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Seinfeld - S08E09

Comedy
 

George's girlfriend has mononucleosis and he can't have sex with her for six weeks. Elaine's met a doctor who's almost gotten his license to practice. Jerry agrees to appear at career day at his former junior high school, first he is bumped and then there is a fire drill. Kramer lights up a cigar in Monk's and is asked to leave. He meets others on the street who face his dilemma so he opens up his apartment as a smoking lounge. Jerry's agent gets him an assembly at the school. George's lack of sex makes his mind sharper. Elaine learns how much her doctor boyfriend doesn't know about medicine. She uses George's technique to help him study to get his license, but in the process she becomes an idiot. Jerry struggles to figure out how to fill two hours in front of a junior high crowd. George uses his new found intellect to give batting advice, speaks Portuguese and prepares a presentation for Jerry's assembly. Kramer sees his lawyer about a case against the tobacco company, smoking has destroyed his looks. He gets a settlement without Jackie's input. George calculates the odds of scoring with a Portuguese waitress. Elaine's boyfriend gets his license and leaves her sexless.

 
Episode Title: The Abstinence
Airs: 1996-11-21 at
  • Howard Rosenberg

    This is just the kind of amusingly off-center comedy now missing from NBC's lineup, one of those rare, delightful meshings of concept, cast and execution, with producer Tom Cherones providing inspired direction. Nothing is forced. [31 May 1990, p.F9]

    Los Angeles Times Full Review
  • Ken Tucker

    The weakest aspect of Seinfeld is a wacky next-door neighbor played by Michael Richards. Richards is doing little more than an impersonation of Christopher Lloyd's Jim on Taxi, and he ought to cut it out.

    Entertainment Weekly Full Review
  • Jonathan Storm

    Funny. The characters, even the hip comic star, become likable very quickly. Despite yourself, you'll be laughing before the first commercial. [31 May 1990, p.C11]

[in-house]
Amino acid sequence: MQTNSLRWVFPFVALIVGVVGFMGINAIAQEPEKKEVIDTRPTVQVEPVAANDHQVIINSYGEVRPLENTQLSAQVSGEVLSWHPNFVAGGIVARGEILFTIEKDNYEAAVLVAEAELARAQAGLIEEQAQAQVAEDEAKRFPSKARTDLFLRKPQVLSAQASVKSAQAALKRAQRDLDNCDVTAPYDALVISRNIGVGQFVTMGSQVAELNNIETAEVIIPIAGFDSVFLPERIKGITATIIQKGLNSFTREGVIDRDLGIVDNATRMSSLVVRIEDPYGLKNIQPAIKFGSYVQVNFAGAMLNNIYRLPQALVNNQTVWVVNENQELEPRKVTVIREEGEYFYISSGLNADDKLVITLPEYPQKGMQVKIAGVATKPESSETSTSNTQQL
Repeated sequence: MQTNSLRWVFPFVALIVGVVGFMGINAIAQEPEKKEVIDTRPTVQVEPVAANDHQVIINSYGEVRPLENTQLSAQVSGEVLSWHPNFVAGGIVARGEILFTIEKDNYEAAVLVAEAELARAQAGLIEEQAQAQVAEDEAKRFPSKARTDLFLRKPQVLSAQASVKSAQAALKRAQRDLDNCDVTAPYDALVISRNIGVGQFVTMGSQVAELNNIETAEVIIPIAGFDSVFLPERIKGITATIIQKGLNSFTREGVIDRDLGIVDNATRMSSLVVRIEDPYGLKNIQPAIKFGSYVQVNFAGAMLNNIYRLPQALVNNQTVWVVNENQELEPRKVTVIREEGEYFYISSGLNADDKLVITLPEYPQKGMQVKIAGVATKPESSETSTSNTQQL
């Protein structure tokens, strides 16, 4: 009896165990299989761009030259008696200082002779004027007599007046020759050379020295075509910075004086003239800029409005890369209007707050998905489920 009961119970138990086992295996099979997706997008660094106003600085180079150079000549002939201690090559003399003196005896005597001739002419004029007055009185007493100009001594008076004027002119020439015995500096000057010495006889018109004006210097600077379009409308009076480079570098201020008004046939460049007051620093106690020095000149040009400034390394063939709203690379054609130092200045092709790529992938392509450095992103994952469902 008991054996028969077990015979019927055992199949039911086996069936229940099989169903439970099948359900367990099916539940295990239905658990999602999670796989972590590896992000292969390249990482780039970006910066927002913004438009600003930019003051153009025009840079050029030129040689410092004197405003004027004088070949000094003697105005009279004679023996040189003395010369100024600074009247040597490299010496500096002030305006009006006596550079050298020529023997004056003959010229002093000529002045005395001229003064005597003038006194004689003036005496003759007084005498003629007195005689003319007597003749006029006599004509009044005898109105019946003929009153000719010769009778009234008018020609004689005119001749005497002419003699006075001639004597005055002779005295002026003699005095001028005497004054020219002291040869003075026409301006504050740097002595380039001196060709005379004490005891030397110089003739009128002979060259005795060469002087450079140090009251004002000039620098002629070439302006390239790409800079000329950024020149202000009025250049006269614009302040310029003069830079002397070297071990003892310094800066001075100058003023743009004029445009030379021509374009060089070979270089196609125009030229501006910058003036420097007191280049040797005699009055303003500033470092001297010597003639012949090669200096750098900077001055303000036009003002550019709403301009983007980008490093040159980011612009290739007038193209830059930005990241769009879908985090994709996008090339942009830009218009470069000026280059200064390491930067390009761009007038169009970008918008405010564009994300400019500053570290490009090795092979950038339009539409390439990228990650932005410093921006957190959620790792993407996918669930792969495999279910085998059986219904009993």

Philadelphia Inquirer Full Review
  • Ann Hodges

    It works. It's different. It's fun, offbeat and charming. [31 May 1990, p.5]

    Houston Chronicle Full Review
  • Tom Shales

    One weak link is fellow stand-up comic Michael Richards as Seinfeld's wacky neighbor. He isn't wacky or neighborly enough; it just doesn't work. But he's in the minority where "Seinfeld" is concerned. You may not convulsively guffaw, but you're bound to convincingly smile. Here's one that worked out just right.

    Washington Post Full Review
  • Ben Kubasik

    Seinfeld's gentle humor is easy to take. Unlike other current comedians, such as Andrew Dice Clay or Sam Kinison, Seinfeld isn't angry: He's more awed by the wonder of it all. [13 May 1990, p.13]

    Newsday Full Review
  • John Engstrom

    The writing - so thankfully different from the hammering rhythm of most sitcoms - comes from Seinfeld and Larry David ("Saturday Night Live"). [31 May 1990, p.C5]

    Seattle Post-Intelligencer Full Review
  • Rick Kogan

    There are some who might be jarred by the format, seamless as it is. And still others might be compelled to argue that with this format one gets neither a sitcom nor a comedy show, but insufficient portions of each...But there is an intriguing honesty to this method, and, in its fashion, it shows how life's tiny travail can work its way into comedy club laughs. [31 May 1990, p.C4]

    Chicago Tribune Full Review
  • Matt Roush

    Lacking much in the way of attitude, the show seems obsolete and irrelevant. What it boils down to is that Seinfeld, likable as he may be, is a mayonnaise clown in a world that requires a little horseradish. [31 May 1990, p.3D]

    USA Today Full Review